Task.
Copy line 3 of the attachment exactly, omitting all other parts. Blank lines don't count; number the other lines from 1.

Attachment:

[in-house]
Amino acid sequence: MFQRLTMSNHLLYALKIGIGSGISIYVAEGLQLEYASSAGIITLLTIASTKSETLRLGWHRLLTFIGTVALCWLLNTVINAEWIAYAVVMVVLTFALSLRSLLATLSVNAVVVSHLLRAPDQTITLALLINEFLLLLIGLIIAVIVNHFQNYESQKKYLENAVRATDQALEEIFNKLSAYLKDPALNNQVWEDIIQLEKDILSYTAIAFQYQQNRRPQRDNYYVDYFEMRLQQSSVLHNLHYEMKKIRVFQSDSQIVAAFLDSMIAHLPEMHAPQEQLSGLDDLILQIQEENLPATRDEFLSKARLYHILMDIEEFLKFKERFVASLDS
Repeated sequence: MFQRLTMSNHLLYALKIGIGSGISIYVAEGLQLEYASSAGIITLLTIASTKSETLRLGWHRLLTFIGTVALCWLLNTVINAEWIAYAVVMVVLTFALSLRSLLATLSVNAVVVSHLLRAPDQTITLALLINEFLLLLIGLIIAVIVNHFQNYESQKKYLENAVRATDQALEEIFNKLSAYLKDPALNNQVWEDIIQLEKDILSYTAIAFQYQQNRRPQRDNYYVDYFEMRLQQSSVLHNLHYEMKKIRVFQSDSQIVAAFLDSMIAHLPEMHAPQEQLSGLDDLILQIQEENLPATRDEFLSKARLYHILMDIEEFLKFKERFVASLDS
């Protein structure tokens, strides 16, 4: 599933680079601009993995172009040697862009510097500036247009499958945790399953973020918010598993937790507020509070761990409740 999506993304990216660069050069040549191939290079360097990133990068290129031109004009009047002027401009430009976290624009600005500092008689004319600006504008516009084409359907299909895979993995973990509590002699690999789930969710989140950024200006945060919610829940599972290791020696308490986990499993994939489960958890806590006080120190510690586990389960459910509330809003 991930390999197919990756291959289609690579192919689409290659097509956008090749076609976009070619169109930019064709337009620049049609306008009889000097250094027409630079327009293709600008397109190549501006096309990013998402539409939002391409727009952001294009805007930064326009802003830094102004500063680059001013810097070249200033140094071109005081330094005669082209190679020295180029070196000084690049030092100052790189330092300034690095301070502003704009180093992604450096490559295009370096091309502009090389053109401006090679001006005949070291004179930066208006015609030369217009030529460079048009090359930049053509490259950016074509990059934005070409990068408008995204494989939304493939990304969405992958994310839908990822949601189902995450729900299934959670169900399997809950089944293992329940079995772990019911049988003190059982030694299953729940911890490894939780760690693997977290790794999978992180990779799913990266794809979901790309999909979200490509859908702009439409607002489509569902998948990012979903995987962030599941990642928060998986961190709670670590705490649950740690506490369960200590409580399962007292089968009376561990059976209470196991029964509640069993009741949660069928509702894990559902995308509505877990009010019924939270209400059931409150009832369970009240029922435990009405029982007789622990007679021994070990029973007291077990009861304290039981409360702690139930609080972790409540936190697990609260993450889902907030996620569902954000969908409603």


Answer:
Repeated sequence: MFQRLTMSNHLLYALKIGIGSGISIYVAEGLQLEYASSAGIITLLTIASTKSETLRLGWHRLLTFIGTVALCWLLNTVINAEWIAYAVVMVVLTFALSLRSLLATLSVNAVVVSHLLRAPDQTITLALLINEFLLLLIGLIIAVIVNHFQNYESQKKYLENAVRATDQALEEIFNKLSAYLKDPALNNQVWEDIIQLEKDILSYTAIAFQYQQNRRPQRDNYYVDYFEMRLQQSSVLHNLHYEMKKIRVFQSDSQIVAAFLDSMIAHLPEMHAPQEQLSGLDDLILQIQEENLPATRDEFLSKARLYHILMDIEEFLKFKERFVASLDS